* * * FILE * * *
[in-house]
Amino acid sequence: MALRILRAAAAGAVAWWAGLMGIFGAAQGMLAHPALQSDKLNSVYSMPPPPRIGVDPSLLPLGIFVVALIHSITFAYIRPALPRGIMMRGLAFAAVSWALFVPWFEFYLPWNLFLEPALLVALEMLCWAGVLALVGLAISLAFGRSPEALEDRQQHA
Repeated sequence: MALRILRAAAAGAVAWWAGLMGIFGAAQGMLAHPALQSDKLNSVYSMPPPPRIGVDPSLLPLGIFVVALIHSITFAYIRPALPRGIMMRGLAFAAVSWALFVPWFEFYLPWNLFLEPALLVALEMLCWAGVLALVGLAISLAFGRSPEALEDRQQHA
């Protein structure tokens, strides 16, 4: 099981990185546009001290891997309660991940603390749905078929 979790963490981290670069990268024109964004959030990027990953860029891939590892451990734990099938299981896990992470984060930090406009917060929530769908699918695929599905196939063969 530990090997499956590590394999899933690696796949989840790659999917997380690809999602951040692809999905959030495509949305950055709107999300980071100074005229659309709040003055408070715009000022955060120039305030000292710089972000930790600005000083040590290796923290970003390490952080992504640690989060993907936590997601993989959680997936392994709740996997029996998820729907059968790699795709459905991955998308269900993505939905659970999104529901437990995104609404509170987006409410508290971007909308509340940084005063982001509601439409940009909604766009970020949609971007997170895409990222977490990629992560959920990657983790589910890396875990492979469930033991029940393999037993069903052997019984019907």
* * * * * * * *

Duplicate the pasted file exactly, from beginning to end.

[in-house]
Amino acid sequence: MALRILRAAAAGAVAWWAGLMGIFGAAQGMLAHPALQSDKLNSVYSMPPPPRIGVDPSLLPLGIFVVALIHSITFAYIRPALPRGIMMRGLAFAAVSWALFVPWFEFYLPWNLFLEPALLVALEMLCWAGVLALVGLAISLAFGRSPEALEDRQQHA
Repeated sequence: MALRILRAAAAGAVAWWAGLMGIFGAAQGMLAHPALQSDKLNSVYSMPPPPRIGVDPSLLPLGIFVVALIHSITFAYIRPALPRGIMMRGLAFAAVSWALFVPWFEFYLPWNLFLEPALLVALEMLCWAGVLALVGLAISLAFGRSPEALEDRQQHA
């Protein structure tokens, strides 16, 4: 099981990185546009001290891997309660991940603390749905078929 979790963490981290670069990268024109964004959030990027990953860029891939590892451990734990099938299981896990992470984060930090406009917060929530769908699918695929599905196939063969 530990090997499956590590394999899933690696796949989840790659999917997380690809999602951040692809999905959030495509949305950055709107999300980071100074005229659309709040003055408070715009000022955060120039305030000292710089972000930790600005000083040590290796923290970003390490952080992504640690989060993907936590997601993989959680997936392994709740996997029996998820729907059968790699795709459905991955998308269900993505939905659970999104529901437990995104609404509170987006409410508290971007909308509340940084005063982001509601439409940009909604766009970020949609971007997170895409990222977490990629992560959920990657983790589910890396875990492979469930033991029940393999037993069903052997019984019907």